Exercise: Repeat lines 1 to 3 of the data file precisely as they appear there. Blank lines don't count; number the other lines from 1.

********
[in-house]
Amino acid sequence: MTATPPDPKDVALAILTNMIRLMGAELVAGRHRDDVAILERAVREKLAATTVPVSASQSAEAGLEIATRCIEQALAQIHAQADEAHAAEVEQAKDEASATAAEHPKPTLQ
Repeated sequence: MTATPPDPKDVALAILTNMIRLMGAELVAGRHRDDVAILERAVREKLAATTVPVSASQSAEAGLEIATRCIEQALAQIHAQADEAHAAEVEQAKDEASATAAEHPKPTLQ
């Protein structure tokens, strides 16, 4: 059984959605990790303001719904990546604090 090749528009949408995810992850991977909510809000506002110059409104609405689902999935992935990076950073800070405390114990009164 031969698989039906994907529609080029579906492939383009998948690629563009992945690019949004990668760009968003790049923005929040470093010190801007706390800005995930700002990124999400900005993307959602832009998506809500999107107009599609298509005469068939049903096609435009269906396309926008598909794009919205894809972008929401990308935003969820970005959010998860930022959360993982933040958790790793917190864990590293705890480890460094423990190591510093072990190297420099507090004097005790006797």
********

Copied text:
[in-house]
Amino acid sequence: MTATPPDPKDVALAILTNMIRLMGAELVAGRHRDDVAILERAVREKLAATTVPVSASQSAEAGLEIATRCIEQALAQIHAQADEAHAAEVEQAKDEASATAAEHPKPTLQ
Repeated sequence: MTATPPDPKDVALAILTNMIRLMGAELVAGRHRDDVAILERAVREKLAATTVPVSASQSAEAGLEIATRCIEQALAQIHAQADEAHAAEVEQAKDEASATAAEHPKPTLQ